This series,” says Cockhren, “will highlight each unique region within the United States and outline how unresolved historical trauma has impacted every aspect of American life and directly shapes the socio-political landscape of today as well as the overall well-being of Americans. Discussions will make connections between America’s history and the current mental health crisis, social determinants of health and the obvious disparities and inequities present in our communities today. Please join us!”

Historical Trauma in America Series

      Regional Sessions:

  • Historical Trauma in the American South   July 15th, 2021  Register HERE.
    • Discussions will include the treatment of Indigenous Americans, chattel slavery, Jim Crow, mass incarceration and segregation among other relevant topics.
  • Historical Trauma in the Midwestern States  Sept. 16th, 2021  Register HERE.
    • Discussions will include the treatment of Indigenous Americans, the Great Migration, mass incarceration and redlining among other relevant topics.
  • Historical Trauma in Northeast America  Nov. 18th, 2021  Register HERE.
    • Discussions will include the treatment of Indigenous Americans, chattel slavery, colonization, immigration and housing discrimination among other relevant topics.
  • Historical Trauma in the American Northwest  Jan. 20th, 2022  Register HERE.
    • Discussions will include the treatment of Indigenous Americans and Asian/Pacific Islanders, racial discrimination and labor exploitation among other relevant topics.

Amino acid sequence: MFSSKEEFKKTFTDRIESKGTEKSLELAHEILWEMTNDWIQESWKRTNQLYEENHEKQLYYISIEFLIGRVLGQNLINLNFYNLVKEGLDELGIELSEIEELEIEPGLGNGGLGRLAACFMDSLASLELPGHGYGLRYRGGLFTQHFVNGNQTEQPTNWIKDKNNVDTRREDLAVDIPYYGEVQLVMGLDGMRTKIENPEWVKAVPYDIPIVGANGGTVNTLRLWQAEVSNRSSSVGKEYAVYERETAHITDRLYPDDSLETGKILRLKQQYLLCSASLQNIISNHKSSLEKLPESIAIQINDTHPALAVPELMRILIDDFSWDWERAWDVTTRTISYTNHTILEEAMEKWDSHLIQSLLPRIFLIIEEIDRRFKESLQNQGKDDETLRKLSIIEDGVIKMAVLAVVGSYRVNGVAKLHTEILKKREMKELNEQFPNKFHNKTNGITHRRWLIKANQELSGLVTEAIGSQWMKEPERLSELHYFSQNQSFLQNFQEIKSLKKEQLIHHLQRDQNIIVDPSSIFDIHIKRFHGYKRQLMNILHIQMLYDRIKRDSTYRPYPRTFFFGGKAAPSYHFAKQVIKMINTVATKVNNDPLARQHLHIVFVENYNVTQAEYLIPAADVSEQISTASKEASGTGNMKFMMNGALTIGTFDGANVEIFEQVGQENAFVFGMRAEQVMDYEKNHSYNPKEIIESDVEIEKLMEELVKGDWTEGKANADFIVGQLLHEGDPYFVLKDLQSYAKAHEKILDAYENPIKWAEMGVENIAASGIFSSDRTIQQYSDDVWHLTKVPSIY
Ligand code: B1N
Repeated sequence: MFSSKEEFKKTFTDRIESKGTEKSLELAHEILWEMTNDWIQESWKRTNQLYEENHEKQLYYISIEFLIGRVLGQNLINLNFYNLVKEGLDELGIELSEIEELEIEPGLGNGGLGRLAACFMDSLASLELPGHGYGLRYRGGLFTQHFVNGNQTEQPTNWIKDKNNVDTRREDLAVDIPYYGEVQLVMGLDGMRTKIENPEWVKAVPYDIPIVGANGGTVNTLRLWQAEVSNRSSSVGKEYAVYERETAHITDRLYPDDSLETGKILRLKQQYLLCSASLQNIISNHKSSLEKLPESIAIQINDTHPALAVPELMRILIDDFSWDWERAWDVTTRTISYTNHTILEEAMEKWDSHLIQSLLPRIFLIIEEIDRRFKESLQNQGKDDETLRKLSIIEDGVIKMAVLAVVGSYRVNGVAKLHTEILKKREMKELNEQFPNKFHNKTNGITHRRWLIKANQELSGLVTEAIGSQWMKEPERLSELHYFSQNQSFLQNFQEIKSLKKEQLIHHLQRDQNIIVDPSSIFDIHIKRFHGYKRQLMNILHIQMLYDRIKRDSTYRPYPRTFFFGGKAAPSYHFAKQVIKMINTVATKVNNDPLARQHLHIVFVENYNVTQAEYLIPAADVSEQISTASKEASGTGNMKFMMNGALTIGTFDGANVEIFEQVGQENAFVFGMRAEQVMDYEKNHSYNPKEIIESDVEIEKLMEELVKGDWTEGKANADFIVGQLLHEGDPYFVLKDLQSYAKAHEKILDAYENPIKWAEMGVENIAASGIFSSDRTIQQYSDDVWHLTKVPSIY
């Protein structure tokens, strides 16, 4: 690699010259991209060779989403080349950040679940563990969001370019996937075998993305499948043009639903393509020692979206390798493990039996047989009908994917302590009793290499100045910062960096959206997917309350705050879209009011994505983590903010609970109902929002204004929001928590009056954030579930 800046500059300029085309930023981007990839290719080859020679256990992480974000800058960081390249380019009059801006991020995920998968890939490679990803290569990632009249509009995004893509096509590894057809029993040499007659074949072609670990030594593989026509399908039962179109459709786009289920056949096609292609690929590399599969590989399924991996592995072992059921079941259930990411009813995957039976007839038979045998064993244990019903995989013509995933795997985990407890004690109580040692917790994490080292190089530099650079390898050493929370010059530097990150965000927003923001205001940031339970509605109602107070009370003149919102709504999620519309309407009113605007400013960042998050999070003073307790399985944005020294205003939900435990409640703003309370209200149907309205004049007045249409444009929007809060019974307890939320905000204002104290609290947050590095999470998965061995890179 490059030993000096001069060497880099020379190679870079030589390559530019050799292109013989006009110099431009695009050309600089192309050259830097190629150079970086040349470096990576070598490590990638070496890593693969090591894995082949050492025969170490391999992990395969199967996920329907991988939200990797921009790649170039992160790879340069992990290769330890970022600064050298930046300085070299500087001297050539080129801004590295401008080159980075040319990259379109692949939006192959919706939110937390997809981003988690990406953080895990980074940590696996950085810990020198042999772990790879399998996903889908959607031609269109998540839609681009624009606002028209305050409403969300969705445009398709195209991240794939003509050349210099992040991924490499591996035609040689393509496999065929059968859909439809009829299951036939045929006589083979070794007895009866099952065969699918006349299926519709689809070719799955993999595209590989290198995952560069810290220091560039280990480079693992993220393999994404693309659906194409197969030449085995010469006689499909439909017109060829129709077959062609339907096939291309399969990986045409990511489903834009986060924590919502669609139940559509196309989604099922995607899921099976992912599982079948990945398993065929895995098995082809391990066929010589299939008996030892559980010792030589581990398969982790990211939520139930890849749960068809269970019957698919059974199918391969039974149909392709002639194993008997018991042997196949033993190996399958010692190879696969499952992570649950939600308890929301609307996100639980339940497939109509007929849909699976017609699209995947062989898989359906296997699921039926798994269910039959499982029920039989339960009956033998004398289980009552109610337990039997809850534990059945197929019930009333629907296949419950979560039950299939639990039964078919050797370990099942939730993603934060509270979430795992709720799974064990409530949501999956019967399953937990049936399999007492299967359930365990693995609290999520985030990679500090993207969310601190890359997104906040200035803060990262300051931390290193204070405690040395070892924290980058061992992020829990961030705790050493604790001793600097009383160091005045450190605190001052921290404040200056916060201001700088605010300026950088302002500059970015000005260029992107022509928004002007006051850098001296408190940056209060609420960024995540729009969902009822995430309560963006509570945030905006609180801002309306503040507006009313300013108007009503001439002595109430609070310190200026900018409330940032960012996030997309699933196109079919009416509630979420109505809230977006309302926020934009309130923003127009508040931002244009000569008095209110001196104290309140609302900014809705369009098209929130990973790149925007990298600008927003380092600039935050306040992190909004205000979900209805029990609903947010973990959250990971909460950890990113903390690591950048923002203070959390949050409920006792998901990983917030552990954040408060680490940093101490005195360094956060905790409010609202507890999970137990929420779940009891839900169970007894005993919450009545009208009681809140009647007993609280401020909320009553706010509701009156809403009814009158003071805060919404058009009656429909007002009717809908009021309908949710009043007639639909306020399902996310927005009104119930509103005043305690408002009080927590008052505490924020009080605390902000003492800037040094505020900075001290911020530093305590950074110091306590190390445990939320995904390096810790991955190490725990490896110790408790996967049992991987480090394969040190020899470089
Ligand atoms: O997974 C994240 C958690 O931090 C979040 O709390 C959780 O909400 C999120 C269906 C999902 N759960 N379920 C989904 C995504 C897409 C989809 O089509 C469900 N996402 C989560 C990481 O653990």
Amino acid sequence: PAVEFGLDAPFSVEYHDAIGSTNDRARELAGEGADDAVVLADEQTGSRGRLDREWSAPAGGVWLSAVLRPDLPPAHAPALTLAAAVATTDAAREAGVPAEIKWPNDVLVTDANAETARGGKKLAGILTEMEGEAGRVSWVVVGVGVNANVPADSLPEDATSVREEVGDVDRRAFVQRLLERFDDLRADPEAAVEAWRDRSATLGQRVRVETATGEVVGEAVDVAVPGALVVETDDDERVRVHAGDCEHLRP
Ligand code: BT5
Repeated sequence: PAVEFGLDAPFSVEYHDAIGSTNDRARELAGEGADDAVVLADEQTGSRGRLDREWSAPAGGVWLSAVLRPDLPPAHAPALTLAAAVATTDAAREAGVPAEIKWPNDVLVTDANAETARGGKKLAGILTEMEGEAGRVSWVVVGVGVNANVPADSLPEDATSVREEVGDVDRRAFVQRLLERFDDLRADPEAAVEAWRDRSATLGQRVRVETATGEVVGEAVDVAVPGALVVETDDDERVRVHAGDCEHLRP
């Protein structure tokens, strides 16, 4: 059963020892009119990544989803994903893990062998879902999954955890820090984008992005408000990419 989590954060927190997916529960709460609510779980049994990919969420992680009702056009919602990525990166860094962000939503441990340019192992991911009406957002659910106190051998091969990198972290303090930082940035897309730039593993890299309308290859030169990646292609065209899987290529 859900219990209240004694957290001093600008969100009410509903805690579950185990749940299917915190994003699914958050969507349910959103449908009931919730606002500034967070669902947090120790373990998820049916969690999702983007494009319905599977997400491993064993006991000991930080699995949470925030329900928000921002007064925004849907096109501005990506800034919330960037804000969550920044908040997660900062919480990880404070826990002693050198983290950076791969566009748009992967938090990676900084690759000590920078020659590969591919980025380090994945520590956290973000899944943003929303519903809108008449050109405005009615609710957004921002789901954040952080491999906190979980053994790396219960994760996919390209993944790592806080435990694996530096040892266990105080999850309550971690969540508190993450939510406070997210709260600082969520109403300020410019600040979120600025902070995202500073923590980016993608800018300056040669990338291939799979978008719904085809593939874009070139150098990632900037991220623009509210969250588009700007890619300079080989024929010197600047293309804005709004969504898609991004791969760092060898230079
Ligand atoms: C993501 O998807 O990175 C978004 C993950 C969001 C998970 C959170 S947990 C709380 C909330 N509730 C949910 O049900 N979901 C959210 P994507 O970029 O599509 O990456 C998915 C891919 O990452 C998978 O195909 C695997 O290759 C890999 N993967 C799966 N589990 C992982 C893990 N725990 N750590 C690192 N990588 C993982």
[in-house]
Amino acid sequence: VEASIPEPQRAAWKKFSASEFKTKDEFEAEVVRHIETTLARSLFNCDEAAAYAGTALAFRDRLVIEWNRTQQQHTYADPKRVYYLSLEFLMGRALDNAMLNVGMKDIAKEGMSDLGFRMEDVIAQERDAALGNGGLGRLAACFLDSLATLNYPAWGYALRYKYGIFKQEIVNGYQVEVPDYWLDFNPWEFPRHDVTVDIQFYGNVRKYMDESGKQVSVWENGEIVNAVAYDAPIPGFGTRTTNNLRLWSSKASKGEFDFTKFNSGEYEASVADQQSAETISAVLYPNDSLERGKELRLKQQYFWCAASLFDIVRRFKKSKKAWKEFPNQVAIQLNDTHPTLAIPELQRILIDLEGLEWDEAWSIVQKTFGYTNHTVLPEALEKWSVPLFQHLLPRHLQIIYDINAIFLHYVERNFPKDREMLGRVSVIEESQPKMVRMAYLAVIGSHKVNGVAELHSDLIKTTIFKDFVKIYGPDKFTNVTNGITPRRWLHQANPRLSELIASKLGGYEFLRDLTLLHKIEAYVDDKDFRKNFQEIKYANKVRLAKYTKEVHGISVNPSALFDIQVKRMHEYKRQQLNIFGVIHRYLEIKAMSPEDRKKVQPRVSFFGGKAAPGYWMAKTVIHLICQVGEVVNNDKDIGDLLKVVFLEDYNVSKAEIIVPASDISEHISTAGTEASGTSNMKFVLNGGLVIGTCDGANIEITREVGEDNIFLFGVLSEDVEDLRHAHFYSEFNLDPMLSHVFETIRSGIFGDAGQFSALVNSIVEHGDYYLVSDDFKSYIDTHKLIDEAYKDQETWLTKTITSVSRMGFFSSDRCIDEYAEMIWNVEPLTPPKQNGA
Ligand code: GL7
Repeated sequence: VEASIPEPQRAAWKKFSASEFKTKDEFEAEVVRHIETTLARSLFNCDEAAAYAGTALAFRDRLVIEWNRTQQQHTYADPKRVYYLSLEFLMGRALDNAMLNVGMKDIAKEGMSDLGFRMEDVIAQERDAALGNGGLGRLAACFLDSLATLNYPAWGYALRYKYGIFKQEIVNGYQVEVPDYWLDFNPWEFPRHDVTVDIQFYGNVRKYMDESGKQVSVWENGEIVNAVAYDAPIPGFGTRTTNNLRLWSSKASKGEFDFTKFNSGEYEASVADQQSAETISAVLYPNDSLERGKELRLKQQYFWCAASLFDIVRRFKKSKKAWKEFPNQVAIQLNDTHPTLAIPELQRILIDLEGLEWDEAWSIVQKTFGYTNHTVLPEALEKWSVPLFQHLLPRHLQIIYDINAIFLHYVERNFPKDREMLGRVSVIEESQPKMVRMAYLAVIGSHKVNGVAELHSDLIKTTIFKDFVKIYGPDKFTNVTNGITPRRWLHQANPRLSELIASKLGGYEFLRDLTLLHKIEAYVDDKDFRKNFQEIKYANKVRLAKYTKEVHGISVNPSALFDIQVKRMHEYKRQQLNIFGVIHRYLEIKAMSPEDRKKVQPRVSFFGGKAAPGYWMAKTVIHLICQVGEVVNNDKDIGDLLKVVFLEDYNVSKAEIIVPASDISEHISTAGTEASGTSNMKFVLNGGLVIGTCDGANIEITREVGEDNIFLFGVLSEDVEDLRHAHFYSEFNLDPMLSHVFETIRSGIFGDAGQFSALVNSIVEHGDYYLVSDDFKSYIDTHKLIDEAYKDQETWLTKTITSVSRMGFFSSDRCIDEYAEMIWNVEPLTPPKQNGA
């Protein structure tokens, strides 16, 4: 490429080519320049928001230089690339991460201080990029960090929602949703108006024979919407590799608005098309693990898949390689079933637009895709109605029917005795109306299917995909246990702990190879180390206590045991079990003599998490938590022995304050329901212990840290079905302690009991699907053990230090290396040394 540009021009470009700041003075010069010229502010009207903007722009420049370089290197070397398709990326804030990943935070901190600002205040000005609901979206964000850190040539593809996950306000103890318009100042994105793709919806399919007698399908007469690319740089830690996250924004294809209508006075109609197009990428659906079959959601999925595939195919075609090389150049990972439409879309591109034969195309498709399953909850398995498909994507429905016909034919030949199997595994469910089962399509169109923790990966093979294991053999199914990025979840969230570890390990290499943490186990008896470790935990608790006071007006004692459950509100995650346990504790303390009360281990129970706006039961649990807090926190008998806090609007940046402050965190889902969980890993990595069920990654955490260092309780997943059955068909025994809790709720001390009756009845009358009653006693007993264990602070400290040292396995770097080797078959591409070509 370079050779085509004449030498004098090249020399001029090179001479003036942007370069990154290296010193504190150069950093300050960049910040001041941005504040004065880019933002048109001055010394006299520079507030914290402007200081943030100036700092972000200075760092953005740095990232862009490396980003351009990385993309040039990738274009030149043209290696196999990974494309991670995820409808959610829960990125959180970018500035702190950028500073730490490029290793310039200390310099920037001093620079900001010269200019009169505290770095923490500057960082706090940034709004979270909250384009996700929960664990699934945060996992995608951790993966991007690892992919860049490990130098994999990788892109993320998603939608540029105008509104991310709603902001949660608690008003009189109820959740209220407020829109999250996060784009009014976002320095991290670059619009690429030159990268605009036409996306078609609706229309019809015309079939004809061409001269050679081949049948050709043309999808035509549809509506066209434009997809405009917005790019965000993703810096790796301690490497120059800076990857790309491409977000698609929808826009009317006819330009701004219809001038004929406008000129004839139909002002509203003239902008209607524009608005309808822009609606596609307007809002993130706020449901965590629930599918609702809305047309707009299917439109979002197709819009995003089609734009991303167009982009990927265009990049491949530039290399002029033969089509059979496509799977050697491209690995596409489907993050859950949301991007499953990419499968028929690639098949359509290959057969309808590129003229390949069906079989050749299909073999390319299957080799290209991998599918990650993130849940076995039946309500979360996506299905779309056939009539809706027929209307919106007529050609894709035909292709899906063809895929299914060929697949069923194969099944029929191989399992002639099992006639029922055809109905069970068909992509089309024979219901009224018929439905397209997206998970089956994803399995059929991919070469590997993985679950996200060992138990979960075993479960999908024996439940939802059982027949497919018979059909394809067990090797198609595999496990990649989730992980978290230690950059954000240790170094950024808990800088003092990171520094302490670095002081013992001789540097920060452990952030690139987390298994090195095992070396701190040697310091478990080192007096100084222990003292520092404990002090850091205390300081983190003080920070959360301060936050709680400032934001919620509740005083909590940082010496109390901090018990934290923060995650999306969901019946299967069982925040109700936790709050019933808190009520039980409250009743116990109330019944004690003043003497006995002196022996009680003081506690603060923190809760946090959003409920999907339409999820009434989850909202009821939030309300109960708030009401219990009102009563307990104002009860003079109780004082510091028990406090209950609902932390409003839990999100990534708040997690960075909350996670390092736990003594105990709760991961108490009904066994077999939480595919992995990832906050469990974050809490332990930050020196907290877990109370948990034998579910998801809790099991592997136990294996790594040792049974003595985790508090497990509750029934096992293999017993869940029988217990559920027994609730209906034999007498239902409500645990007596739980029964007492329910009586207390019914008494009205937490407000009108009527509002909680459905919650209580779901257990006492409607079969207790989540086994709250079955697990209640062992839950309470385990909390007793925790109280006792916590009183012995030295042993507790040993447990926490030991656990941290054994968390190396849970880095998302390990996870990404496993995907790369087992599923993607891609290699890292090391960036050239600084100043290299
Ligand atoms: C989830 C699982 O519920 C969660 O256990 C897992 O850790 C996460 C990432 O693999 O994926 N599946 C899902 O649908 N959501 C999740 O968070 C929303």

• Historical Trauma in the American Southwest  March 17th, 2022  Register HERE.
    • Discussions will include the treatment of Indigenous Americans and Latino Americans, immigration, racial discrimination, mass incarceration and labor exploitation among other relevant topics.
  • Historical Trauma in the State of Hawaii & the U.S. Territories  May 19th, 2022  Register HERE.
    • Discussions will include the treatment of Indigenous peoples and Asian/Pacific Islanders, colonization, slavery and labor exploitation among other relevant topics.

7 responses

  1. The University of New Mexico Press’s reprint of the original manuscript of “Felix S. Cohen’s Handbook of Federal Indian Law” notes in the foreward of the book, that it learned of the U.S. Dep’t of the Interior’s [1950’s] attempt to censor Cohen’s work-so it reprinted Cohen’s original manuscript, and notes how Dutch, Spanish, English, and French cultures influenced North America’s relations with Indigenous populations.
    1988 U.S. Congressional Resolution #331 acknowledges the role of the Iroquois constitution in the development of our US constitution — “Gayaneshagowa” availed Women the Rights to: Assert, Debate, Vote, and Declare War; left us ‘democratic tools’ like ‘recall petitions’ and ‘ballot initiatives’, and provided “generational review” of the constitution, beginning in 1150 AD. Might the Iroquois have had an understanding of what we now call ACEs or ‘trans-generational trauma’ ? ? ? (I’ve yet to find an answer to that question, with what little I’ve read of Iroquois historians such as Elizabeth Tooker).

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    • The [Canadian] Aboriginal Healing Foundation’s reports Along with their Solicitor General’s report on the Aboriginal Residential Schools…may also be helpful in this discussion.